Merriam-Webster defines crunch time as a critical moment or period when decisive action is needed. Crunch time is frequently associated with sports. A player or team may be at a crucial moment late in the game when his next play or shot could be the difference between winning and losing.
I’ve chosen this topic as today’s blog because in many ways I feel that my own life is in a crucial period where decisive action is needed. I firmly believe the next month will see the culmination of many divergent events that I’ve been involved with. From real estate deals to personal business to career opportunities – they are all coming to a head. In recent posts I’ve shared details of multi-tasking and staying focused to my own possibilities for 2010.
So knowing that crunch time is right around the corner or even right now, how do some succeed while others fail during these moments? What perspective should you maintain during these times? How can you increase your chances for success when a critical moment is staring you in the face?
You’ve arrived at crunch time or a critical period not by chance. Lots of planning, effort and actions have been already been taken to get you to this moment. The final minute of the Super Bowl occurs only after many months of practice, regular season games and several playoff games. For most of us, the critical moment arrives at the culmination of our prior efforts; we are in that moment because of the choices we’ve made.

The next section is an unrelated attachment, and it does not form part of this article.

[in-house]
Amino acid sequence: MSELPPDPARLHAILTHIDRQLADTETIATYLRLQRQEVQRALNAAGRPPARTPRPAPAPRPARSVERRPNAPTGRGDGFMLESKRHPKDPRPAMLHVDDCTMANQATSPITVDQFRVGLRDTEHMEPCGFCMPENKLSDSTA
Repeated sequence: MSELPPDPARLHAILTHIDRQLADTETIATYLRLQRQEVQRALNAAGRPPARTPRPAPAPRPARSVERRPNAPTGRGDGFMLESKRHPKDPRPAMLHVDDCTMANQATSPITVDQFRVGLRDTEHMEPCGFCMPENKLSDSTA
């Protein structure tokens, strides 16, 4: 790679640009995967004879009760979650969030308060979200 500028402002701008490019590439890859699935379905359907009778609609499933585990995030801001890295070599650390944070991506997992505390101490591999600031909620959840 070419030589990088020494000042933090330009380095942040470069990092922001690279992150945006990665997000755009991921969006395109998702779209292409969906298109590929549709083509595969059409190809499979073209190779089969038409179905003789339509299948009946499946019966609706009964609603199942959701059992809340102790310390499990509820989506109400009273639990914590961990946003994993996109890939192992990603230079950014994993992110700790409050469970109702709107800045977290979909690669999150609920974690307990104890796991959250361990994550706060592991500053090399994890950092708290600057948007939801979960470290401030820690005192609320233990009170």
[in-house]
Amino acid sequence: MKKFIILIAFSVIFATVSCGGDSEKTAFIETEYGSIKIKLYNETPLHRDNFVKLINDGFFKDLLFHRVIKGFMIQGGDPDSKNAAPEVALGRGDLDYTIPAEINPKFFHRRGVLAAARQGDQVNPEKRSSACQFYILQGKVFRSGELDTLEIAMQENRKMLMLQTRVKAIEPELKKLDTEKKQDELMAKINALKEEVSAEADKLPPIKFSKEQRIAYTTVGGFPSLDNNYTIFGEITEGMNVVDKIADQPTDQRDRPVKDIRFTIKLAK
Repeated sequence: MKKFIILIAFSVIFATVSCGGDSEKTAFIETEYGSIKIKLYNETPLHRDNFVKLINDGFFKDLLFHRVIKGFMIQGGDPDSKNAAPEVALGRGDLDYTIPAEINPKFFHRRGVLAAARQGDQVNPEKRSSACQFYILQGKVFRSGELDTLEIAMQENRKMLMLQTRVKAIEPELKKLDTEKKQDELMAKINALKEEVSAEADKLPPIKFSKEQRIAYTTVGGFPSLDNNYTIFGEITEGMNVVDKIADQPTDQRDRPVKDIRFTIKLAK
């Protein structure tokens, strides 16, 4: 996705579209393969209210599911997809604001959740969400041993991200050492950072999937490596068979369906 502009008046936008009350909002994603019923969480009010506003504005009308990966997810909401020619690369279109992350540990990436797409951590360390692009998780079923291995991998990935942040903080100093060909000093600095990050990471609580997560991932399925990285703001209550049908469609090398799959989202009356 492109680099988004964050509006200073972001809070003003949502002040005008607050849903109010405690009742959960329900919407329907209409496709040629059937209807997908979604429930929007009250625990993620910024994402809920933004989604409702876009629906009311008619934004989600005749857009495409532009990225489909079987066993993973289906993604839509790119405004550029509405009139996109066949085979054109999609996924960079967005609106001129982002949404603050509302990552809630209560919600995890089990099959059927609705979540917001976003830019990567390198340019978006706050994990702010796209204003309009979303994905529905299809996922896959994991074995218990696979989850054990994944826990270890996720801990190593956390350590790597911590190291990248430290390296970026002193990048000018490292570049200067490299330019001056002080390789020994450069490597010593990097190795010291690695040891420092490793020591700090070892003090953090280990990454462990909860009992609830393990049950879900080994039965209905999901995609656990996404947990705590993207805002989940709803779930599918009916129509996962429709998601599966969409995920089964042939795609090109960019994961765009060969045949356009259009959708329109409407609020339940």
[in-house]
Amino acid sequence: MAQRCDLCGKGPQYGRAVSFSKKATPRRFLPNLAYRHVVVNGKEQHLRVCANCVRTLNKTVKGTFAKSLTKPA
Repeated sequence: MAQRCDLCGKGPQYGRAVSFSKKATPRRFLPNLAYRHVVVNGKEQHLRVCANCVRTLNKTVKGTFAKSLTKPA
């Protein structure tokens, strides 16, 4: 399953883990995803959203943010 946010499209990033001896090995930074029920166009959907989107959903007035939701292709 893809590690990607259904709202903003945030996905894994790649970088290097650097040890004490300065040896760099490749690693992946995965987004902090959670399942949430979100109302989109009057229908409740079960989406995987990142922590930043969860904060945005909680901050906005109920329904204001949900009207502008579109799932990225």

Here are 3 ideas that can help you succeed when you find yourself in crunch time.
- Follow your instincts. Your planning and training have served you well to this point; now isn’t the time to borrow someone else’s playbook. Rather, you need to stick to the basics and follow your instincts. Fred L. Turner says, “Work hard, use your common sense and don’t be afraid to follow your instincts.”
- Keep your eye on the ball. In the movie Forrest Gump, Forrest is instructed in playing ping-pong to “never, ever take your eye off the ball.” The same can be said for crunch time. The planning and actions previously taken and have gotten you to this moment – now isn’t the time to go for a trick play or start running for a different set of goal posts. Keep your eye on your original goal.
- Maintain perspective. Joe Montana is famous for orchestrating the game winning drive in Super Bowl XXIII. During that drive, he spotted comedian John Candy in the stands and mentioned it to his teammates in the huddle. That comment eased the tension and stress level at that moment. The reality of the situation was it was only a game – albeit an important game. Joe Montana knew how to maintain perspective and enjoy the moment – despite it being a pressure packed situation.
Crunch time is a critically important time and can be pressure packed. But if you remember that first and foremost you are in crunch time because of the choices you’ve made – it will be easier to succeed. You’re there because you wanted to be there. And once you are there just follow your instincts, keep your eye on the ball and maintain perspective. I’m betting you’ll look back on the experience of crunch time and say, “Hey, that was kind of fun … and I did it!”
Next Blog Title: Staying in the Moment!
Next Blog Date: Thursday, March 11, 2010